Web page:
Here is an excerpt from a review of IC 2009 from R.L Hamilton, author and content managment consultant (http://rlhamilton.net/).
"Among the session tracks, I found the most interesting to be a session from James Michelson, who I also had the opportunity to speak with a couple of times during the day. His point, simple, but often ignored, is that everything a technical communicator does should be measured by how it contributes to a company’s bottom line.
His business is marketing, and his talk focused on how you can use even small amounts of information about customers or potential customers to create marketing that is much more likely to generate a response. At first, it seemed strange to have a marketer as a speaker at a conference for technical communicators, but in the end it made sense. Like it or not, technical information is part of your company’s marketing message, and therefore, it makes sense to tailor content for your customers, based on their interests and needs.
In his view, most companies focus way too much attention internally (85% in his view, which feels roughly accurate, though he did not back that number with hard data). He would reverse that number, paying 85% of your attention externally.
Overall, I took away several points from the conference:
- Intelligent Content is more than just well-marked up content; it is really the combination of content, information about the potential consumers of that content, and processing that gives that user the greatest possible value from that content.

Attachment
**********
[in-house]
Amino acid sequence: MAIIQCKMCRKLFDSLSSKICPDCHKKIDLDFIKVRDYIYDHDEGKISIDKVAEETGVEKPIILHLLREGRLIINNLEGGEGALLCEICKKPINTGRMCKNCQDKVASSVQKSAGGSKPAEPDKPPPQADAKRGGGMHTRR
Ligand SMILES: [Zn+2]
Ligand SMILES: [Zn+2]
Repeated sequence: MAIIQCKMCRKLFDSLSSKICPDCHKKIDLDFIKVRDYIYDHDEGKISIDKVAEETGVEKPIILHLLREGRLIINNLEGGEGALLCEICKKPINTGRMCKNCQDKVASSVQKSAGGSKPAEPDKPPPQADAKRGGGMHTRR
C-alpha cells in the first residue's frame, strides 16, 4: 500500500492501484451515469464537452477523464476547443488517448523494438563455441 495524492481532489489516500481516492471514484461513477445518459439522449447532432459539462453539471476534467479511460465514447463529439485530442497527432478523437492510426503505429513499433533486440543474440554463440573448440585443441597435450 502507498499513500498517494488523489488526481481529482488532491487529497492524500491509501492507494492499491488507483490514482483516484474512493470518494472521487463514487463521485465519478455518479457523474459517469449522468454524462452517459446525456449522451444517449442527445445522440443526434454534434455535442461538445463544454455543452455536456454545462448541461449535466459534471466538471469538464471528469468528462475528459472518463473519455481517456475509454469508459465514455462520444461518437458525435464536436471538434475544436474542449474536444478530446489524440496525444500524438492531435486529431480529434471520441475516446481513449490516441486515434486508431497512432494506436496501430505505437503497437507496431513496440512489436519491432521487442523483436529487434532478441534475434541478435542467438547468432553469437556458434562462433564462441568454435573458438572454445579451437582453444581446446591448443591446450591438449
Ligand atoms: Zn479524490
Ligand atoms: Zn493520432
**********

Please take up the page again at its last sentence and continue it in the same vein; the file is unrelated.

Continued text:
- Technical communication as a discipline is too often relegated to being a cost center. To continue to be successful, the discipline needs to take charge of the value in its content and deliver that value in a way that contributes to the organization’s bottom line (that bottom line could be profit for a commercial entity, or some other value for a non-profit).
- The prevailing current technology is XML, but the technology is less important than its application.
- The application of technology needs to serve external needs; if it can’t be tied to an external need, then why should the organization spend money on it?
I found the conference to be valuable, and I hope The Rockley Group continues to sponsor it in coming years. I got a lot of interesting ideas, including the topic for my next book (more on that in future posts), from the conference, and I look forward to attending again in the future."
From the Managing Writers Blog by author and XML expert R.L. Hamilton. The full review is located at http://rlhamilton.wordpress.com/2009/02/03/intelligent-content-2009-day-two/. See his website at http://xmlpress.net/ for more information.